[alert variation=”alert-info”]Publisher: Gallimaufry Press
Kingfisher Pink weaves a wholly original tale in his novel The Whole Beast. The story follows Camrose Rose, a strangely likeable protagonist, as he stumbles through a fantastical time of transition in his life. Living in Portland, Oregon, and working as a forgettable television newscaster, Camrose is an unlikely hero. However, an assignment on the topic of wild mushrooms leads him into the woods where he and his cameraman are suddenly and unexpectedly accosted by an unknown creature. The confrontation not only leads to the death of the creature, but is also clearly and inarguably recorded on film for the world to see. Camrose is immediately thrown into the world’s spotlight as the creature he inadvertently slays is confirmed to be the fabled animal known as Bigfoot.
Although Bigfoot and, later on, other fabled creatures play a key role in this novel, it is undeniable that this story is about the quirky nature of man. Pink’s approach to the topic of Bigfoot is unique in that it examines the subject from many human angles, including societal, legislative, and culinary. The heart of the story is that of a man learning how to be a human; and a human, much like Bigfoot, is a confounding animal. In order for Camrose to find himself, he must learn how to successfully navigate the balance between the horrific and primal world of nature and the equally terrifying structure of human society and status.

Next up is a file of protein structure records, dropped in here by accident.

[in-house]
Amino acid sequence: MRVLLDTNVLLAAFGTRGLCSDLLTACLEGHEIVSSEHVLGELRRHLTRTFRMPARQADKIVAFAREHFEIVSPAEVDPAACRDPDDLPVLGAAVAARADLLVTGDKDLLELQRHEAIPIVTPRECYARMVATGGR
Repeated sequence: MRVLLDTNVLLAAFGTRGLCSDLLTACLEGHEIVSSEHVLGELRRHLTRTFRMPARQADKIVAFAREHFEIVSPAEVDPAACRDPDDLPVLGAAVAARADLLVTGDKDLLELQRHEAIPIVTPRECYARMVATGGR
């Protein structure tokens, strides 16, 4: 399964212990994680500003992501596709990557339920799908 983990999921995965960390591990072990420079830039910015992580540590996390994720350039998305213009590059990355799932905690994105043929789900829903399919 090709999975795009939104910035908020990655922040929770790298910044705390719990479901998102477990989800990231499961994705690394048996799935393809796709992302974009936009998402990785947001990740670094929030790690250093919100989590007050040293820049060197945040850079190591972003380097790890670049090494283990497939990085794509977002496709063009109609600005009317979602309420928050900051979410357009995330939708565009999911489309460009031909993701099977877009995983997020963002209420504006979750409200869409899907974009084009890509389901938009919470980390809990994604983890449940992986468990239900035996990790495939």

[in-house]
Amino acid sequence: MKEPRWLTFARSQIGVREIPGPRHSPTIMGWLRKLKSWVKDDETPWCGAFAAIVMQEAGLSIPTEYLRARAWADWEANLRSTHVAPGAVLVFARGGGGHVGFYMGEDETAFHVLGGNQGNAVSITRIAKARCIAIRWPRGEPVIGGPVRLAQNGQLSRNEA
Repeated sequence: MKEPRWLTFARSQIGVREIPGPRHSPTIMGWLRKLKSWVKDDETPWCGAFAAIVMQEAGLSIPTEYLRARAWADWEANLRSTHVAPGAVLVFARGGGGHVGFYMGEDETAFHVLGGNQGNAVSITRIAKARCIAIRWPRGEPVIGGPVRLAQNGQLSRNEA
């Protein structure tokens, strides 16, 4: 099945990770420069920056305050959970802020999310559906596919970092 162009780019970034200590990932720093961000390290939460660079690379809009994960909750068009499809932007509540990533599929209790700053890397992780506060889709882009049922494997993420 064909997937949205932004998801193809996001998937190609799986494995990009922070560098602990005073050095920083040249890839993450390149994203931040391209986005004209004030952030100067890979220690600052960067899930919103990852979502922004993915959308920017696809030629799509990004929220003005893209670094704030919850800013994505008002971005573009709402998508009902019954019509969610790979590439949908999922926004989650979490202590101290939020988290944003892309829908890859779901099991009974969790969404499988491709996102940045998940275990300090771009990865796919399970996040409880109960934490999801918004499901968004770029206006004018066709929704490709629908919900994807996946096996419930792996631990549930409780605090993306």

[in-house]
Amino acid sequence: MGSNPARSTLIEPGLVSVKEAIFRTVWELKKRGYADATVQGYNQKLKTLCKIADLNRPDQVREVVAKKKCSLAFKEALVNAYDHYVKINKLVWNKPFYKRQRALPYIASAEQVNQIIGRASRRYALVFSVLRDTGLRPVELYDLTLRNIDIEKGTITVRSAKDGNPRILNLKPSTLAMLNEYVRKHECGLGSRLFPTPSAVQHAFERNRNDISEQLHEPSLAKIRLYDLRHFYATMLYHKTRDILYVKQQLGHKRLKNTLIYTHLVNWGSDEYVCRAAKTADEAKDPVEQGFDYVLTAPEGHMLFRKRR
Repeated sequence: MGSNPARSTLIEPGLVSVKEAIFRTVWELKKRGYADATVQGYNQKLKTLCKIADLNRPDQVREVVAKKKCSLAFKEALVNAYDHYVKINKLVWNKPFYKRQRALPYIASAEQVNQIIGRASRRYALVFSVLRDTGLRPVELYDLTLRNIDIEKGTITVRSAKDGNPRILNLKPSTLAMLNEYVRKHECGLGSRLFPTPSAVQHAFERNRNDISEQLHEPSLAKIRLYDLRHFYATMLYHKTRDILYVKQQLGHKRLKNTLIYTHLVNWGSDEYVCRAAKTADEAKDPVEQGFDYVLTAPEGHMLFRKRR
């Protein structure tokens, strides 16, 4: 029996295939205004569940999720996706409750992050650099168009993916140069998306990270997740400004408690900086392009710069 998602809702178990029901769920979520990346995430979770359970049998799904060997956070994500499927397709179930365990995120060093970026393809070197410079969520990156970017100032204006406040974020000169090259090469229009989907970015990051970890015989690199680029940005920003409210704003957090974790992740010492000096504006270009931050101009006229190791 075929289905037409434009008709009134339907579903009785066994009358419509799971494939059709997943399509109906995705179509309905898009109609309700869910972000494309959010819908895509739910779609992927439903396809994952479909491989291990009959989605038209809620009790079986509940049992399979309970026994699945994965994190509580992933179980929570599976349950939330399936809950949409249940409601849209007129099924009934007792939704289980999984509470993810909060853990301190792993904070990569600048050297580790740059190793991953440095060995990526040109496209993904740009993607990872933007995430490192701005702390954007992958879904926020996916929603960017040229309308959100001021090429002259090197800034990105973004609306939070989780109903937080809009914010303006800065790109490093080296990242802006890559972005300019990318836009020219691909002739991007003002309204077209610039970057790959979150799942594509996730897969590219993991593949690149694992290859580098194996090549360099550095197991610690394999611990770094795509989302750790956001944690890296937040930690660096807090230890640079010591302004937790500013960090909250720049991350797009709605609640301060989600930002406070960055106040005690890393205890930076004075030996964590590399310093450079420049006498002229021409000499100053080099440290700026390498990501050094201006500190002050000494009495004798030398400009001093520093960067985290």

In stark contrast to some of these complex new ideas is a startlingly simple story structure that is accompanied by a regrettable lack of character development. With the obvious exception of the protagonist, the characters appear to have been created simply to either progress the story or act as a reflection of the main character. They behave and act like tools to the plot. Similarly, there are some glaring plot holes. Readers’ willing suspension of disbelief has to extend further than the rather mild instance of accepting Bigfoot as reality. Some events that unfold after the discovery of Bigfoot are absurd in their extremity. Both the characters and the plot are driven by the need to properly illuminate the central theme of the story. Luckily, in the case of The Whole Beast, the theme is provoking enough to overshadow these shortcomings.
Pink’s novel is attention grabbing and possesses equal amounts of refreshing philosophy and page turning tension. The book is a breath of fresh air, introducing readers to original and curious insights. It will be a valuable and enjoyable read for any who make it a point of life to seek out adventure.
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